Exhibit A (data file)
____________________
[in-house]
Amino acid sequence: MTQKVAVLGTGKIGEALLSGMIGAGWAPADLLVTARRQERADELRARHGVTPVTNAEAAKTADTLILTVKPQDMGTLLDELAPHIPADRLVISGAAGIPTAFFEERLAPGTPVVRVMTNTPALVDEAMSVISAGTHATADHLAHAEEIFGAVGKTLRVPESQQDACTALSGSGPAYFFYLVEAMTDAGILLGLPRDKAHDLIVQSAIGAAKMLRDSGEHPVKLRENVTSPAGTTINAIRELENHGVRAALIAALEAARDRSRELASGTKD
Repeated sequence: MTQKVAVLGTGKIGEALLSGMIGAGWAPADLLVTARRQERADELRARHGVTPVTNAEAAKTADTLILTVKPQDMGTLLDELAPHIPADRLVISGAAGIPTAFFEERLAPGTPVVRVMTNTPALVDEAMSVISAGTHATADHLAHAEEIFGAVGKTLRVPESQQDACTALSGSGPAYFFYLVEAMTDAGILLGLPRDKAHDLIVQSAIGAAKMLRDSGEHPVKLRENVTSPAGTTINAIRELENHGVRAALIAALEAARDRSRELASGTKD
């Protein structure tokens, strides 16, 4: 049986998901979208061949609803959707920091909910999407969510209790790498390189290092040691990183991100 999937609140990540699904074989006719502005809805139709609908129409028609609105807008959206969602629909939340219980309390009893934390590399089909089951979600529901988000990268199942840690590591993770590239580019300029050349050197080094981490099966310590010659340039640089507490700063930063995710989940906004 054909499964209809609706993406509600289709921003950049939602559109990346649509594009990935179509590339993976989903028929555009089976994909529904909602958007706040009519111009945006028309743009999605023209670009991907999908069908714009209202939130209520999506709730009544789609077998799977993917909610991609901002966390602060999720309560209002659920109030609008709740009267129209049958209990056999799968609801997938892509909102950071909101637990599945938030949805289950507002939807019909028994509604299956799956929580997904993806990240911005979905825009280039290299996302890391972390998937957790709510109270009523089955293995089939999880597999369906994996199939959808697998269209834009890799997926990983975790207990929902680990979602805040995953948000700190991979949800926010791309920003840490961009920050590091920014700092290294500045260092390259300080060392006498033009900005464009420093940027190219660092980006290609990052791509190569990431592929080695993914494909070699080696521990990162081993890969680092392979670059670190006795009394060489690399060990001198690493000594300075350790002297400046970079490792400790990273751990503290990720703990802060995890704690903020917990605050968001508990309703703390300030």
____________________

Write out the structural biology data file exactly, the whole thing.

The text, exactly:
[in-house]
Amino acid sequence: MTQKVAVLGTGKIGEALLSGMIGAGWAPADLLVTARRQERADELRARHGVTPVTNAEAAKTADTLILTVKPQDMGTLLDELAPHIPADRLVISGAAGIPTAFFEERLAPGTPVVRVMTNTPALVDEAMSVISAGTHATADHLAHAEEIFGAVGKTLRVPESQQDACTALSGSGPAYFFYLVEAMTDAGILLGLPRDKAHDLIVQSAIGAAKMLRDSGEHPVKLRENVTSPAGTTINAIRELENHGVRAALIAALEAARDRSRELASGTKD
Repeated sequence: MTQKVAVLGTGKIGEALLSGMIGAGWAPADLLVTARRQERADELRARHGVTPVTNAEAAKTADTLILTVKPQDMGTLLDELAPHIPADRLVISGAAGIPTAFFEERLAPGTPVVRVMTNTPALVDEAMSVISAGTHATADHLAHAEEIFGAVGKTLRVPESQQDACTALSGSGPAYFFYLVEAMTDAGILLGLPRDKAHDLIVQSAIGAAKMLRDSGEHPVKLRENVTSPAGTTINAIRELENHGVRAALIAALEAARDRSRELASGTKD
């Protein structure tokens, strides 16, 4: 049986998901979208061949609803959707920091909910999407969510209790790498390189290092040691990183991100 999937609140990540699904074989006719502005809805139709609908129409028609609105807008959206969602629909939340219980309390009893934390590399089909089951979600529901988000990268199942840690590591993770590239580019300029050349050197080094981490099966310590010659340039640089507490700063930063995710989940906004 054909499964209809609706993406509600289709921003950049939602559109990346649509594009990935179509590339993976989903028929555009089976994909529904909602958007706040009519111009945006028309743009999605023209670009991907999908069908714009209202939130209520999506709730009544789609077998799977993917909610991609901002966390602060999720309560209002659920109030609008709740009267129209049958209990056999799968609801997938892509909102950071909101637990599945938030949805289950507002939807019909028994509604299956799956929580997904993806990240911005979905825009280039290299996302890391972390998937957790709510109270009523089955293995089939999880597999369906994996199939959808697998269209834009890799997926990983975790207990929902680990979602805040995953948000700190991979949800926010791309920003840490961009920050590091920014700092290294500045260092390259300080060392006498033009900005464009420093940027190219660092980006290609990052791509190569990431592929080695993914494909070699080696521990990162081993890969680092392979670059670190006795009394060489690399060990001198690493000594300075350790002297400046970079490792400790990273751990503290990720703990802060995890704690903020917990605050968001508990309703703390300030």